“There were no markers. I was lupus-free basically.”
In her mid-20s, Karen Quiros was exceptionally active, often sandwiching intense workouts with biking to and from the gym.
When she suddenly began experiencing tachycardia – a racing heart rate – she knew something was off. But her doctor simply advised her to stop drinking coffee.
Soon, joint pain began, along with burning elbow pain. The discomfort then moved to other parts of her body, and was accompanied by stiffness, fevers, fatigue and rashes – including a butterfly-shaped rash on her face.
Doctors originally suspected fibromyalgia or Lyme disease and put her on medications for the latter. But finally, after months of searching for answers, a skin biopsy confirmed that Karen had the autoimmune condition, lupus.
“At the time, they gave me a very grim five to seven years to live. This was 34 years ago,” she says.
Trying Conventional Medicine for Lupus, Endometriosis
Today, Karen no longer has any lupus symptoms or markers. But it took time and experimentation to get there.
Following her diagnosis, Karen’s doctors initially put her on muscle relaxers, anti-inflammatory medications, steroids and anti-depressants. And yet, she was still in and out of the hospital with severe pain and fever.
“There was no cure and all they could offer me was physical therapy and a lupus patient support group,” she recalls.
Along with lupus, Karen struggled with endometriosis and the associated adhesions. She approached it via the conventional route by surgically removing the endometriosis adhesions about every 16 to 18 months.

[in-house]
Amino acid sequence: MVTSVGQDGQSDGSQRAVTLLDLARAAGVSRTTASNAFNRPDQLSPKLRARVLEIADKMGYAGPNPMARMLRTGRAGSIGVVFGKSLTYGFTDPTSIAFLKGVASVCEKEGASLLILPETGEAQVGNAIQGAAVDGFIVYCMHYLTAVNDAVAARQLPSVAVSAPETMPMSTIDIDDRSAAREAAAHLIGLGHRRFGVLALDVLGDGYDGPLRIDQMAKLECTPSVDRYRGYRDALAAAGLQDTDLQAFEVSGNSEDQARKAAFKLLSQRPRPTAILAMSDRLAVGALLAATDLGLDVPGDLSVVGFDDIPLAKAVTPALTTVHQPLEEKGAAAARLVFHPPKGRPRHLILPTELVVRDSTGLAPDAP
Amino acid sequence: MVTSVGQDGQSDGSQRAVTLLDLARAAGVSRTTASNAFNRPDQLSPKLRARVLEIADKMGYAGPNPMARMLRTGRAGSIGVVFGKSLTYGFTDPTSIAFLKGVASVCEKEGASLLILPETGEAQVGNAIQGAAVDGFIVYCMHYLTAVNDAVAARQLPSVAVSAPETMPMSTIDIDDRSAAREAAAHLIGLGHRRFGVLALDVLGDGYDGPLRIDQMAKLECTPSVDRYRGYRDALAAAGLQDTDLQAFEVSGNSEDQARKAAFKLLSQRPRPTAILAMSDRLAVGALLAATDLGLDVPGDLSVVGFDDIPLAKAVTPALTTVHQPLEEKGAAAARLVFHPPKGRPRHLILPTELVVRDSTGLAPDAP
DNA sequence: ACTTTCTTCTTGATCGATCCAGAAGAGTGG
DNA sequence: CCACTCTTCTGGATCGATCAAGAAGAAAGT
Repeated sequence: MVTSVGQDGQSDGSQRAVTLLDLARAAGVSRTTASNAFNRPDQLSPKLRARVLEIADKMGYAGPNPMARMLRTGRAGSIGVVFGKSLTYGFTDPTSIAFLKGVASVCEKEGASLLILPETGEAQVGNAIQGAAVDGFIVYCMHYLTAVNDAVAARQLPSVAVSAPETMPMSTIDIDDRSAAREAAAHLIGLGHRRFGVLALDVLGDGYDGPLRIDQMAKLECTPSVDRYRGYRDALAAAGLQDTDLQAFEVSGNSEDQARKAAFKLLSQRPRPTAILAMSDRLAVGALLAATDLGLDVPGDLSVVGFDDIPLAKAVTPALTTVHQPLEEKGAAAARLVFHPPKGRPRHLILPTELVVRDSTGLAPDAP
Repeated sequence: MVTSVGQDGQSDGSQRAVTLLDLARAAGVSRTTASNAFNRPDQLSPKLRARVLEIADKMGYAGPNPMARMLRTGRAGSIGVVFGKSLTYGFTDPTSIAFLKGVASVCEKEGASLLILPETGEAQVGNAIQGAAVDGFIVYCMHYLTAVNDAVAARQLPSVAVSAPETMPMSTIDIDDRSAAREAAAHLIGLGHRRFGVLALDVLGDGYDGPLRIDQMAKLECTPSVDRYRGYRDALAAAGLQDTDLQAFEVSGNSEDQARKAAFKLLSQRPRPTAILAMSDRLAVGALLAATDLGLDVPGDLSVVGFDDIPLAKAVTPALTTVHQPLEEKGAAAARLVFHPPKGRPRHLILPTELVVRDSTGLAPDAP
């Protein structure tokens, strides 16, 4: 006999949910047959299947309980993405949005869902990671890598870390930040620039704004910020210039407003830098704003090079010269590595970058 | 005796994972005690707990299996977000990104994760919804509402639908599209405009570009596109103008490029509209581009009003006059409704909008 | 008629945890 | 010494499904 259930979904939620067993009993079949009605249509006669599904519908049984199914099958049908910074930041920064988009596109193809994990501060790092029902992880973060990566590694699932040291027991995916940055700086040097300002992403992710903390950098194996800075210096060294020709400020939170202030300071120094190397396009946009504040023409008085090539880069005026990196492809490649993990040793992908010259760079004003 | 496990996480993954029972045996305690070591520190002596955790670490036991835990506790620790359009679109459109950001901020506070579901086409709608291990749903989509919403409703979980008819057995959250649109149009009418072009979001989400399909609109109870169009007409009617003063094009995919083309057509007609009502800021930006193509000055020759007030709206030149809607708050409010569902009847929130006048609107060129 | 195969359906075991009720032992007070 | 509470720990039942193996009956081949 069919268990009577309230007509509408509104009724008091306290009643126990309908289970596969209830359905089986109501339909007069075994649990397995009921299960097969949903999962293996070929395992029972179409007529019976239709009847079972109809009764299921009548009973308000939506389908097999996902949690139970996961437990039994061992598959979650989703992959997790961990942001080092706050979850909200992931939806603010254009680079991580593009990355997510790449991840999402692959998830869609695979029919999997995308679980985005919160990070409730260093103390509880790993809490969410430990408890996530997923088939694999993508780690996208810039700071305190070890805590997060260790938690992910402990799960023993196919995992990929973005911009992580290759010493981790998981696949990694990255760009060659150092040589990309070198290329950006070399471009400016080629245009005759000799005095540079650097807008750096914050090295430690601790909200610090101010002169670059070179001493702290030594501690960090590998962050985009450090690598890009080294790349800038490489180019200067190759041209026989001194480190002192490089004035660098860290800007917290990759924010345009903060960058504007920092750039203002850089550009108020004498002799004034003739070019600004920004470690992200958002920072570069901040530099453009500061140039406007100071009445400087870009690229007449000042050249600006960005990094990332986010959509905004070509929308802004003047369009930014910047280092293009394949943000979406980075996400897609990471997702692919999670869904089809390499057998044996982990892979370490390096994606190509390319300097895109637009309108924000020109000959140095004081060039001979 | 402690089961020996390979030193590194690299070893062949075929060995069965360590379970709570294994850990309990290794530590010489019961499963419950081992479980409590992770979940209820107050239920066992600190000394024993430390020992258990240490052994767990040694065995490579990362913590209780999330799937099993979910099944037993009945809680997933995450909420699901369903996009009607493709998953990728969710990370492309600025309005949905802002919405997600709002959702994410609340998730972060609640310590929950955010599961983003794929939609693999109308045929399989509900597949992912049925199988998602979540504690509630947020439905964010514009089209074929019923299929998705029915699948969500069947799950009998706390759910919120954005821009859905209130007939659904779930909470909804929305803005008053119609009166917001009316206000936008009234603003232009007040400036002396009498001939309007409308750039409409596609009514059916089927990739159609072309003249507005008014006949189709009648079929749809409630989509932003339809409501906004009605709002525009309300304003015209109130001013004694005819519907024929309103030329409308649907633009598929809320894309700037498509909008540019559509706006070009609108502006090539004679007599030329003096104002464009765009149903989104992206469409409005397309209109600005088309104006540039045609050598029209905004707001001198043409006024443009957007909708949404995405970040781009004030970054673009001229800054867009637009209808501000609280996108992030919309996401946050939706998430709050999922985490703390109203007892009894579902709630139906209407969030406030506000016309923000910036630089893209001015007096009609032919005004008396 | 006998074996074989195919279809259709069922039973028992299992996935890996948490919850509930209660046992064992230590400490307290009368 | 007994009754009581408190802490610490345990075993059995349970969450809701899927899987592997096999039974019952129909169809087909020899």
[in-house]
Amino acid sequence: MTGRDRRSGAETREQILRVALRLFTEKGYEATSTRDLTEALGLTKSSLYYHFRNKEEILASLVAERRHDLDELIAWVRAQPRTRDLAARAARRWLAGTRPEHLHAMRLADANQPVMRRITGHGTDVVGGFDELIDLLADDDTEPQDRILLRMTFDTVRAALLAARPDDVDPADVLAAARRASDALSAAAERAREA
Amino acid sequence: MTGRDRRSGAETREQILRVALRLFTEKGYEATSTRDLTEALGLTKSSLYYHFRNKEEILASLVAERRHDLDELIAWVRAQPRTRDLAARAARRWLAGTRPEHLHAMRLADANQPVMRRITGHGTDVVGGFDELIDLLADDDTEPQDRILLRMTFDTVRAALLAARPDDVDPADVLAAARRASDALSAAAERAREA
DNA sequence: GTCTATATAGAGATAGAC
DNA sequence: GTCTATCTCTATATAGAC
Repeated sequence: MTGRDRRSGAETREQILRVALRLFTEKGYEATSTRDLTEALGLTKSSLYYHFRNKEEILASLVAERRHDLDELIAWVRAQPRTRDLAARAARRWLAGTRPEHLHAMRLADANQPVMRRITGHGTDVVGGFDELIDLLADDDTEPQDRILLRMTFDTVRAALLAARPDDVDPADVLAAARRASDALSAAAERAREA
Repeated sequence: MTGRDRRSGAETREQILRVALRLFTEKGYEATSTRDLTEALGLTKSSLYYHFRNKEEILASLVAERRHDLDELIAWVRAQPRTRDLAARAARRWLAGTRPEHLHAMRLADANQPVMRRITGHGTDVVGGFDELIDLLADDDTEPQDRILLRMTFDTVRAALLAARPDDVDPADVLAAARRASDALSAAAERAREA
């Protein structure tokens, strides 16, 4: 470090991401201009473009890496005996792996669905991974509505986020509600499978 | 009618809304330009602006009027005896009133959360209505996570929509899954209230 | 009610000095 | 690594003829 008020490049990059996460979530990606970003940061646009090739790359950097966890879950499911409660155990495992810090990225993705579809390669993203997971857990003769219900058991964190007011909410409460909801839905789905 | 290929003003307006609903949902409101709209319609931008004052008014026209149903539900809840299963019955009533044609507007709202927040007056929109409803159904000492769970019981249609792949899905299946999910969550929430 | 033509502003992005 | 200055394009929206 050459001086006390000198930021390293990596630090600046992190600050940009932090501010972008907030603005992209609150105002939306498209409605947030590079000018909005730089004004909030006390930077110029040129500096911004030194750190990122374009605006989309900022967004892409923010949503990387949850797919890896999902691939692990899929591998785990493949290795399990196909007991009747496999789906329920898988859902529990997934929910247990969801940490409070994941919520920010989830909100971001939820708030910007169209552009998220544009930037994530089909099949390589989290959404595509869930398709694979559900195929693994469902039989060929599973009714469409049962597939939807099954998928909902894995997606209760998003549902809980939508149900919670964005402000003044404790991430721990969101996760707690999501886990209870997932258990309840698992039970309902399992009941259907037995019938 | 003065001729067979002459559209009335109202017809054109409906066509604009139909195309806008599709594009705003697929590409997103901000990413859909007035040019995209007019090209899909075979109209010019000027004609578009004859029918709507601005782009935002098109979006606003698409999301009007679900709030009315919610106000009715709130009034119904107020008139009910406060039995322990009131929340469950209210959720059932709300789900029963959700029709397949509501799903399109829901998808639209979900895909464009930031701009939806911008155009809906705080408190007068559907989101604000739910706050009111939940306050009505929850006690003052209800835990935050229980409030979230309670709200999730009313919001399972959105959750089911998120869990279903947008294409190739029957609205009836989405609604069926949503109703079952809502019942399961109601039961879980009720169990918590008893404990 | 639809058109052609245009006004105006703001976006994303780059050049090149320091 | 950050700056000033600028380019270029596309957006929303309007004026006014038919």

Endometriosis surgeries helped, but only for a while. And it didn’t improve her prospects of conceiving; doctors gave her a slim chance of getting pregnant naturally.
“I’d heal. I’d feel really good,” she says. “And then a couple of weeks after surgery, I’d be back to step one again with the joint pain, the aches, the nausea.”
Between lupus and endometriosis, she just wasn’t making progress.
“I was getting sicker,” she says. “I decided to stop the medications and try to heal myself. I just had a determination. I say it was divinely given to me that I could heal my body and I should give it a try. What did I have to lose?”
Serrapeptase for Lupus, Candida, Endometriosis and Lyme Disease
Karen began researching natural and Eastern medicines. She started IV vitamin and mineral therapy, along with taking omega-3 fatty acids to help with joint pain. She also dropped sugar from her diet.
Allergy testing uncovered that Karen was allergic or sensitive to many of the foods she ate regularly. In response, she began a rotation diet so that she wasn’t eating the same foods every day. And with those steps, she did feel a bit better.
But a natural enzyme ultimately took her healing to the next level. Her research turned up serrapeptase (also known as serratiopeptidase) as a powerful anti-inflammatory. Secreted by silkworms to dissolve their cocoons, the enzyme has been shown to reduce inflammation and cardiovascular plaque.
After getting approval from her doctor, she moved forward with trying it. It’s important to ask your practitioner about serrapeptase because it can lead to bleeding issues, or difficulty with clotting, in some people.